It’s open enrollment time for many employer-sponsored health insurance plans. While it might be tempting to just keep the same health plan you’ve had for years, now is a good time evaluate your health plan needs and make some adjustments. Here are 5 things to consider this year during open enrollment:
Does your health coverage still meet your needs? Are you paying for maternity coverage, even though you may be unable to have children? Does your policy include “alternative” medicine treatments that you will not use? Getting rid of superfluous coverage can help you save money.
But you may need a plan that provides more of some types of coverage. Are you concerned about your mental health? If so, it might be worth it to make sure that you have that type of coverage available in your plan. Consider your family’s health care needs, and make sure your coverage still provides the protection you need. For life insurance, double-check your beneficiaries. You will need to make changes to your beneficiaries with the insurance plan; just changing your will doesn’t cut it.
2. Employer health incentives
Some employers are adding health incentives for those who take particular measures to curb unhealthy habits. If you are willing to submit to a blood test or fill out a health questionnaire, you might be eligible for a lower premium. It’s not pleasant to do these things, or to sign up for health monitoring if you are trying to quit smoking or battle obesity. But if your employer offers health incentives, and cost is a major factor for you, it might be worth the intrusion.
More from GFC, Below
3. Flexible savings account
Many employers have health plans that come with a flexible savings account. If you are seeing higher deductibles and/or co-pays, you might want to put more money in one of these accounts. Flexible savings accounts come with tax advantages, and allow you to save up for health costs that may not be covered by your plan (such as dental or vision), provide a way for you to plan for more out of pocket expenses, or help you save up to make higher co-pays. Check for limits to contributions to your flexible savings account, and be aware that you lose whatever you don’t use by the end of the year.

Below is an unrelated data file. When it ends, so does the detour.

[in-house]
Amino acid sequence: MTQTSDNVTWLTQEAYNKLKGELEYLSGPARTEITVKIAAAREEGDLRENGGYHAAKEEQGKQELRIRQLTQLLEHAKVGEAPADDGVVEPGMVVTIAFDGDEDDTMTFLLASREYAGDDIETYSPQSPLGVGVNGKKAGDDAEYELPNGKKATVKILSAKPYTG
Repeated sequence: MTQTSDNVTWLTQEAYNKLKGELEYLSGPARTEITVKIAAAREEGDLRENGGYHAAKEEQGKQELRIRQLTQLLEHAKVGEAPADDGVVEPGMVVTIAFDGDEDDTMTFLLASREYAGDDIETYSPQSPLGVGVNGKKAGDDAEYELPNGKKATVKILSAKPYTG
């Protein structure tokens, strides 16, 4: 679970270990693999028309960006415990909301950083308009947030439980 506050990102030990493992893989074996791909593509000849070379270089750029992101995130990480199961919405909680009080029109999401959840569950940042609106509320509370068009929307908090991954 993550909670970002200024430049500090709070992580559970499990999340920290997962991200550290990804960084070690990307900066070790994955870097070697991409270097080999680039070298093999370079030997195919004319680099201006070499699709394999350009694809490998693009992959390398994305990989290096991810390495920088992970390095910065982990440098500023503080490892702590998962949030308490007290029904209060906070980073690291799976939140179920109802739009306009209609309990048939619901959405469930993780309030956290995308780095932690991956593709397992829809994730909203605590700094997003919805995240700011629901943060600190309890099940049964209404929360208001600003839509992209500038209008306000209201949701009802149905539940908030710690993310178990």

4. High deductible plans
If your family doesn’t make much use of health insurance, you might consider a high deductible plan offered by your employer. This can provide you with lower premiums – but you will have to pay more out of pocket. Many choose to combine a high deductible health plan with a Health Savings Account (HSA). Along with tax advantages, the HSA also rolls over year to year. So you can create a savings plan to cover your more mundane health care needs, and have your high deductible health insurance plan for more catastrophic issues. Just be aware of limits to coverage on some of these plans.
5. Additional insurance
Now is the time to consider whether or not you need additional insurance. Consider options offered by your employer that include long-term care plans or disability plans. You might get a group discount, and some plans can be taken with you when you move jobs. Carefully consider your needs to determine whether or not you could use a little more coverage, just in case.
Miranda is a freelance writer and professional blogger. She contributes to a number of financial sites, and blogs at the Personal Finance Corner.